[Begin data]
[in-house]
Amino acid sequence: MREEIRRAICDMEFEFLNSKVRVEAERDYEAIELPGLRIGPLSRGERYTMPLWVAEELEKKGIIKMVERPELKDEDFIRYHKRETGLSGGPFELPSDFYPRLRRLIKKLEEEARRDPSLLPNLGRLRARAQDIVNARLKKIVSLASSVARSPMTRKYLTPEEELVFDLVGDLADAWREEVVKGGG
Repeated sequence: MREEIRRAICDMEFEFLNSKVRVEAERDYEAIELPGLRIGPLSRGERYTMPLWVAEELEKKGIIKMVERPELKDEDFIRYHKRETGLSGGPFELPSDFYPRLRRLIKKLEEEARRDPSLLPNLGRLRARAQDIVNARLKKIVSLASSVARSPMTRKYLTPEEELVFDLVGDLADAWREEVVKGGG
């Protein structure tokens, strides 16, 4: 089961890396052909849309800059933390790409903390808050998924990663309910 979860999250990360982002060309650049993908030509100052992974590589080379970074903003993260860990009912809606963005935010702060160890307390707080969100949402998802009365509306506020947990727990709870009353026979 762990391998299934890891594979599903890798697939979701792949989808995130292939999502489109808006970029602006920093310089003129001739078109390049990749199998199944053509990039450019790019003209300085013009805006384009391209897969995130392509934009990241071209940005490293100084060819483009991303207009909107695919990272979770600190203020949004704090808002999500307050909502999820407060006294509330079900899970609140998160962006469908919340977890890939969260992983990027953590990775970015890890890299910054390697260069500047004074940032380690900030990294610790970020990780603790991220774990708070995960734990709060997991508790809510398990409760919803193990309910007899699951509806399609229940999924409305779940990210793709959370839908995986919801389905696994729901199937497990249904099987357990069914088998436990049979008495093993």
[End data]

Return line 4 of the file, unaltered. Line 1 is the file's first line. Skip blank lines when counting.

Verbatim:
């Protein structure tokens, strides 16, 4: 089961890396052909849309800059933390790409903390808050998924990663309910 979860999250990360982002060309650049993908030509100052992974590589080379970074903003993260860990009912809606963005935010702060160890307390707080969100949402998802009365509306506020947990727990709870009353026979 762990391998299934890891594979599903890798697939979701792949989808995130292939999502489109808006970029602006920093310089003129001739078109390049990749199998199944053509990039450019790019003209300085013009805006384009391209897969995130392509934009990241071209940005490293100084060819483009991303207009909107695919990272979770600190203020949004704090808002999500307050909502999820407060006294509330079900899970609140998160962006469908919340977890890939969260992983990027953590990775970015890890890299910054390697260069500047004074940032380690900030990294610790970020990780603790991220774990708070995960734990709060997991508790809510398990409760919803193990309910007899699951509806399609229940999924409305779940990210793709959370839908995986919801389905696994729901199937497990249904099987357990069914088998436990049979008495093993």